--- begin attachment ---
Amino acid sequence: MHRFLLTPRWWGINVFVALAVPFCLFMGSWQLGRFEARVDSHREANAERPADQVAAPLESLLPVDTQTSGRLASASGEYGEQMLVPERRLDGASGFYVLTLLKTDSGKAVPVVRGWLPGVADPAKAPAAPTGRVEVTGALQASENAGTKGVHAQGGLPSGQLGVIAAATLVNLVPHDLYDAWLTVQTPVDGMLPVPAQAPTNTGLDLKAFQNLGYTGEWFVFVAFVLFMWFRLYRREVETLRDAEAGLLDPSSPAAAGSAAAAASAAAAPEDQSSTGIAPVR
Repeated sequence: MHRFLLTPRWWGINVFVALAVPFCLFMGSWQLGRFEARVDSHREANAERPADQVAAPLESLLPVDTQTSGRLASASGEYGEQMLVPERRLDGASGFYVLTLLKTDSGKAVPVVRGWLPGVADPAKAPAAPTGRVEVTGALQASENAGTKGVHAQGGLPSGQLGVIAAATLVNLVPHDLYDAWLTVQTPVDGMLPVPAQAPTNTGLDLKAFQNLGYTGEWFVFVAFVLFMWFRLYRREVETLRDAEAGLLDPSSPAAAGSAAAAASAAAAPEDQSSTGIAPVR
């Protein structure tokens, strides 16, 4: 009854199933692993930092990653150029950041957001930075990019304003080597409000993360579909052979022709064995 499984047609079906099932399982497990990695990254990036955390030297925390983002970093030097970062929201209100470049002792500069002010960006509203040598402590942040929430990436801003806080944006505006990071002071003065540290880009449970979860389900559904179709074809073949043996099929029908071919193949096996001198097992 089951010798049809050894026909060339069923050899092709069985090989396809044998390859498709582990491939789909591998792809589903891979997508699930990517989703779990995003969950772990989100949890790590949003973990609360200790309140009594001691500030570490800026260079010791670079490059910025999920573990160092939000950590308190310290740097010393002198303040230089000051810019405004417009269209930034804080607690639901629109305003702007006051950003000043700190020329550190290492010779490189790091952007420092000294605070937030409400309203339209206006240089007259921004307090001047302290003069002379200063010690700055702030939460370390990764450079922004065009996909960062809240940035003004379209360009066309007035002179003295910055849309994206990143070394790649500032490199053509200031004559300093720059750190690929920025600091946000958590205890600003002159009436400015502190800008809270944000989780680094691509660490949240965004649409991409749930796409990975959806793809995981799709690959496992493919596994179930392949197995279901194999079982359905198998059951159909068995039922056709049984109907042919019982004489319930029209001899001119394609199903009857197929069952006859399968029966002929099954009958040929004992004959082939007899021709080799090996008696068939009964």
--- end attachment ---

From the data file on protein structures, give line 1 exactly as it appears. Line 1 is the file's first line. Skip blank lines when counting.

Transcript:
Amino acid sequence: MHRFLLTPRWWGINVFVALAVPFCLFMGSWQLGRFEARVDSHREANAERPADQVAAPLESLLPVDTQTSGRLASASGEYGEQMLVPERRLDGASGFYVLTLLKTDSGKAVPVVRGWLPGVADPAKAPAAPTGRVEVTGALQASENAGTKGVHAQGGLPSGQLGVIAAATLVNLVPHDLYDAWLTVQTPVDGMLPVPAQAPTNTGLDLKAFQNLGYTGEWFVFVAFVLFMWFRLYRREVETLRDAEAGLLDPSSPAAAGSAAAAASAAAAPEDQSSTGIAPVR